When people meet data EISBUR TAIPS conference Urbino 19/04/12
When people meet data: Collaborative approaches to public sector email@example.com@tech4i2.comRoberto Pizzicannella (Tech4i2, Autonomous Province of Trento) EISBUR TAIPS conference, Urbino, 19 April 2012 1
Is collaborative production of eGovernment services the answer to the problem of low usage?
Our research questions• What does it mean to collaboratively deliver public services?• What are the success factors?• What are the incentives for: – innovators and third-party players? for citizens? public administration?
Conceptual model of Collaborative eGovernment SERVICE PROVISIONDATAPRODUCTION
ISTAT widget Our case studies OpenlyLocal Digitalkoot SeeClickFix Google TransitActivMobs
Well-defined needs hence greater uptake• Digitalkoot managed to engage 8 000 citizens during first four months of the service - equivalent of three person year work!• SeeClickFix - over 100,000 issues reports (2011), results doubled every year
What’s in for me? Implications of collaborative eGovernment• For innovators and third-party players• For citizens• For public administration
What brings in the innovators?• Desire to make a difference• Opportunities for visibility• Possible financial gain• Low cost of setup – SeeClickFix - first version was created over a weekend by friends – Chris Taggart set up the OpenlyLocal website a proof of concept – G-Transit invented as one of the Google Labs initiatives• Fail small, fast and forward
What drives the citizens to participate?• New incentives to participate – benefits are tangible – ActivMobs builds a self-help network• Attracting citizens who are not policy-savvy – No service demands prerequisite knowledge or interest in policy-making (with exception of OpenlyLocal)• Gamification – Digitalkoot makes it fun to correct scans of 19th century journals• more social & more local – SeeClickFix shows the most active contributors• “allowing citizens to demonstrate citizenship in diverse ways” (Chadwick, 2009)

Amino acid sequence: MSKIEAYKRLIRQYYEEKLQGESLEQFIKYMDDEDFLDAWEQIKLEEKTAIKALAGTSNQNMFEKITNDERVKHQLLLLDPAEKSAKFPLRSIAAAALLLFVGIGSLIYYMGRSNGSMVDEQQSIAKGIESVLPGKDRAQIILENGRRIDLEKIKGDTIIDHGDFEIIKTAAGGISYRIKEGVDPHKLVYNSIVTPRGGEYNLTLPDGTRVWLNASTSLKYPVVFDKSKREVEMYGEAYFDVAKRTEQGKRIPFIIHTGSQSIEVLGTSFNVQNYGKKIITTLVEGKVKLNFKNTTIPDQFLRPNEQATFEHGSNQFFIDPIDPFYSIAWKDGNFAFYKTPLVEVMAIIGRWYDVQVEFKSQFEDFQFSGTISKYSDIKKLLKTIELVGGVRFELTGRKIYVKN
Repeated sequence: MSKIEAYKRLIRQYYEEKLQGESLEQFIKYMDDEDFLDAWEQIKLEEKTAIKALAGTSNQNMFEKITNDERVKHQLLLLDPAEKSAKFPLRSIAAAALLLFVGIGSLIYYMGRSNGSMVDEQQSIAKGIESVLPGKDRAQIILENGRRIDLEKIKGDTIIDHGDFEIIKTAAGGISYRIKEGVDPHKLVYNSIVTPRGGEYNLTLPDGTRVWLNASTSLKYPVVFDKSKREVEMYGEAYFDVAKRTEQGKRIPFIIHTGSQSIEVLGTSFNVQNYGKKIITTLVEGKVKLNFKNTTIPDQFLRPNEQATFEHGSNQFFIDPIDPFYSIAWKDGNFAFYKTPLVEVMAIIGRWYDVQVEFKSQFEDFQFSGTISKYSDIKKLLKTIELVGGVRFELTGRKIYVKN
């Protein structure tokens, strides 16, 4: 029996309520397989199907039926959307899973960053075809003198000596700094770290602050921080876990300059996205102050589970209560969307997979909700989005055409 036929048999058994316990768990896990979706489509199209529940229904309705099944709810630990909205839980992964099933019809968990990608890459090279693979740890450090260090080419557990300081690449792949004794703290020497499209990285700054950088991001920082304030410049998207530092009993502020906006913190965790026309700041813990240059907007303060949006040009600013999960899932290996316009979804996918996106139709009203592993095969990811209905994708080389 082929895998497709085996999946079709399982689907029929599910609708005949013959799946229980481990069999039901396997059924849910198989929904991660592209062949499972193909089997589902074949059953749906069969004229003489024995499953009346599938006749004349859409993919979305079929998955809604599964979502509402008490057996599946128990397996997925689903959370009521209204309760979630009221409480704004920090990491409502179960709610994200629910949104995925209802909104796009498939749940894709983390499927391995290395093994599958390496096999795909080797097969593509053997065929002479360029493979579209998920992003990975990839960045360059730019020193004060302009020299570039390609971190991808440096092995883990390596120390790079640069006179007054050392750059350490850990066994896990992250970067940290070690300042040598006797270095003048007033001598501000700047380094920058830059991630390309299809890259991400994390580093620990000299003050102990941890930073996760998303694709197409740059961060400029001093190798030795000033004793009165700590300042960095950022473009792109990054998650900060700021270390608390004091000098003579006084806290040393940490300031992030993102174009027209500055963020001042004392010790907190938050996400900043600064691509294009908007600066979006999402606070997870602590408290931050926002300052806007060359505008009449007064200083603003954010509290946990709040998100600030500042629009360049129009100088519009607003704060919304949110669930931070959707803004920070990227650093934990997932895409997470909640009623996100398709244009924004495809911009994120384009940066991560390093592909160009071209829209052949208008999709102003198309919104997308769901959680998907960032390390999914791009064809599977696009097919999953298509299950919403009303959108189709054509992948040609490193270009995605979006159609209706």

What is unique contribution that citizens can make to public service delivery?• IT skills: Openly Local is a far more usable and sophisticated service that government have implemented, ISTAT widget was developed by a civil servant in his free time• specific thematic knowledge: Openly Local links to hyperlocal bloggers which use the local data to explain the local issues• experience as users of public services: it is costly and difficult for government to understand the perspective of users. SeeClickFix shows what’s important for citizens in their neighbourhood.• pervasive geographic coverage: SeeClickFix is more efficient than intermittent controls of civil servants• trust: ActiveMobs based its success on the power of imitation and influence of networks• many eyes and many hands: large collaborative endeavors such as in the case of DigitalKoot are less expensive and easier to coordinate
Increase in uptake results in better quality of the service “Hands-on care by health professionals cant scale.One-on-one advice from professional intermediaries, like librarians, cant scale. Networked peer support, research, and advice can scale. In other words: Altruism scales.” Susannah Fox
Additive not substitutive services• A niche that exists – all of the services (with the exception of G-transit) tend to replace a government service• Therefore there is no need for permission(OpenlyLocal founder expected the service to be out in couple of days)
ConclusionsNot a magic solution but an opportunity for:• Job creation• Democracy enhancement• More efficient public service delivery: not a direct saving but a new way to innovate public services• Still requires change in governance and institutional culture• Conditions for success: relevant topic, appealing design, transparent impact